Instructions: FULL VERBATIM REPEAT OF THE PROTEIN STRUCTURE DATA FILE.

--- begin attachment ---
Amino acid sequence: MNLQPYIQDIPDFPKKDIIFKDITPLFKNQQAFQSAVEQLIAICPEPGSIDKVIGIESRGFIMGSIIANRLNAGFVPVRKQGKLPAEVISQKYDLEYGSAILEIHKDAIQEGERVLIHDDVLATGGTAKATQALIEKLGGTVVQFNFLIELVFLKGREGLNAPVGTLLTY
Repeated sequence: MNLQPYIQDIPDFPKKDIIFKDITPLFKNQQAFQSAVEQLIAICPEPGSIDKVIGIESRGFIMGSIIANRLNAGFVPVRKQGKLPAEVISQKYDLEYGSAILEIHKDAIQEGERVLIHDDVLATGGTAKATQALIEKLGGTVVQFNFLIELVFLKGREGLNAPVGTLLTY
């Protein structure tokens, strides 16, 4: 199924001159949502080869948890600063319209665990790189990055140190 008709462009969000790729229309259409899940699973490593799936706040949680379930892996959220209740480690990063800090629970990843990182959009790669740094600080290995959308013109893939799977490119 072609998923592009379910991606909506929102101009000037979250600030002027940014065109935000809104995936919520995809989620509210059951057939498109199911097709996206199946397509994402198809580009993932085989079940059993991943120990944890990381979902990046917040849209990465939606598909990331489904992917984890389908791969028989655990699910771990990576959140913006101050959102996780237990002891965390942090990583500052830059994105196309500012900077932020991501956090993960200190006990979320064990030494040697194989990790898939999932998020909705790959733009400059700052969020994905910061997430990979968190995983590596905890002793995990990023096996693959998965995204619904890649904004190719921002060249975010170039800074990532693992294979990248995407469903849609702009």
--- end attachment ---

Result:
Amino acid sequence: MNLQPYIQDIPDFPKKDIIFKDITPLFKNQQAFQSAVEQLIAICPEPGSIDKVIGIESRGFIMGSIIANRLNAGFVPVRKQGKLPAEVISQKYDLEYGSAILEIHKDAIQEGERVLIHDDVLATGGTAKATQALIEKLGGTVVQFNFLIELVFLKGREGLNAPVGTLLTY
Repeated sequence: MNLQPYIQDIPDFPKKDIIFKDITPLFKNQQAFQSAVEQLIAICPEPGSIDKVIGIESRGFIMGSIIANRLNAGFVPVRKQGKLPAEVISQKYDLEYGSAILEIHKDAIQEGERVLIHDDVLATGGTAKATQALIEKLGGTVVQFNFLIELVFLKGREGLNAPVGTLLTY
């Protein structure tokens, strides 16, 4: 199924001159949502080869948890600063319209665990790189990055140190 008709462009969000790729229309259409899940699973490593799936706040949680379930892996959220209740480690990063800090629970990843990182959009790669740094600080290995959308013109893939799977490119 072609998923592009379910991606909506929102101009000037979250600030002027940014065109935000809104995936919520995809989620509210059951057939498109199911097709996206199946397509994402198809580009993932085989079940059993991943120990944890990381979902990046917040849209990465939606598909990331489904992917984890389908791969028989655990699910771990990576959140913006101050959102996780237990002891965390942090990583500052830059994105196309500012900077932020991501956090993960200190006990979320064990030494040697194989990790898939999932998020909705790959733009400059700052969020994905910061997430990979968190995983590596905890002793995990990023096996693959998965995204619904890649904004190719921002060249975010170039800074990532693992294979990248995407469903849609702009």